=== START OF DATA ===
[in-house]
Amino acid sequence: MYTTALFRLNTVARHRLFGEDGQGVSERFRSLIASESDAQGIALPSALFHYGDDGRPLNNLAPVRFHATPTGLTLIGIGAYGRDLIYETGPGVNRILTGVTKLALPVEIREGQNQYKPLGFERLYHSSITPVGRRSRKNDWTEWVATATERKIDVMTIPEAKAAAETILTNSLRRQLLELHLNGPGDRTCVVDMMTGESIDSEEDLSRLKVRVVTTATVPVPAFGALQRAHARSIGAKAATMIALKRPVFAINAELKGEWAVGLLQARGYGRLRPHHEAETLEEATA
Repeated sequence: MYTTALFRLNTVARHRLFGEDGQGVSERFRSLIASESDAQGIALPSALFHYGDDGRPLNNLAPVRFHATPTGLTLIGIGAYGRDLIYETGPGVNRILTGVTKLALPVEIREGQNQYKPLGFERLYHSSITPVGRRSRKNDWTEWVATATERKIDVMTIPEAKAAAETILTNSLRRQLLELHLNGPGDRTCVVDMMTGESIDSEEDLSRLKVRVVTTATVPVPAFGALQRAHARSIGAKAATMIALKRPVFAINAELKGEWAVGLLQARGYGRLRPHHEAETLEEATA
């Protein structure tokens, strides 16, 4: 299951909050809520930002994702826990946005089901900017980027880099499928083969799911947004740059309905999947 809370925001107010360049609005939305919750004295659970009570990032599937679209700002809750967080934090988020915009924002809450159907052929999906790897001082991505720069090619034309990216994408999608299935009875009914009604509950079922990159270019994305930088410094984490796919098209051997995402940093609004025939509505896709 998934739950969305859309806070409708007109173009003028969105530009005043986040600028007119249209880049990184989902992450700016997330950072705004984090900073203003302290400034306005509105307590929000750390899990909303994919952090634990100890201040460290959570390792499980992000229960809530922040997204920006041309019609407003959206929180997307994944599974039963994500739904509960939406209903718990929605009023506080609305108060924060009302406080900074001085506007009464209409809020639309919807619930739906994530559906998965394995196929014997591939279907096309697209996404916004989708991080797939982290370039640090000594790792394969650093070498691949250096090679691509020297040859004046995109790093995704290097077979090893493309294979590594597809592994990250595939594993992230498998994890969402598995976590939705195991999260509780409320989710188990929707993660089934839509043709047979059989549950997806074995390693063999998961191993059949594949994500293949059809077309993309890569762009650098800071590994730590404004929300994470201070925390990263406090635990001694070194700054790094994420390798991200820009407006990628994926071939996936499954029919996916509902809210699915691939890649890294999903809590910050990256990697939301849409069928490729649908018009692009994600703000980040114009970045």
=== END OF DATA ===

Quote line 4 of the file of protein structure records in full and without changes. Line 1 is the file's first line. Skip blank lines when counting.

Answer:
């Protein structure tokens, strides 16, 4: 299951909050809520930002994702826990946005089901900017980027880099499928083969799911947004740059309905999947 809370925001107010360049609005939305919750004295659970009570990032599937679209700002809750967080934090988020915009924002809450159907052929999906790897001082991505720069090619034309990216994408999608299935009875009914009604509950079922990159270019994305930088410094984490796919098209051997995402940093609004025939509505896709 998934739950969305859309806070409708007109173009003028969105530009005043986040600028007119249209880049990184989902992450700016997330950072705004984090900073203003302290400034306005509105307590929000750390899990909303994919952090634990100890201040460290959570390792499980992000229960809530922040997204920006041309019609407003959206929180997307994944599974039963994500739904509960939406209903718990929605009023506080609305108060924060009302406080900074001085506007009464209409809020639309919807619930739906994530559906998965394995196929014997591939279907096309697209996404916004989708991080797939982290370039640090000594790792394969650093070498691949250096090679691509020297040859004046995109790093995704290097077979090893493309294979590594597809592994990250595939594993992230498998994890969402598995976590939705195991999260509780409320989710188990929707993660089934839509043709047979059989549950997806074995390693063999998961191993059949594949994500293949059809077309993309890569762009650098800071590994730590404004929300994470201070925390990263406090635990001694070194700054790094994420390798991200820009407006990628994926071939996936499954029919996916509902809210699915691939890649890294999903809590910050990256990697939301849409069928490729649908018009692009994600703000980040114009970045």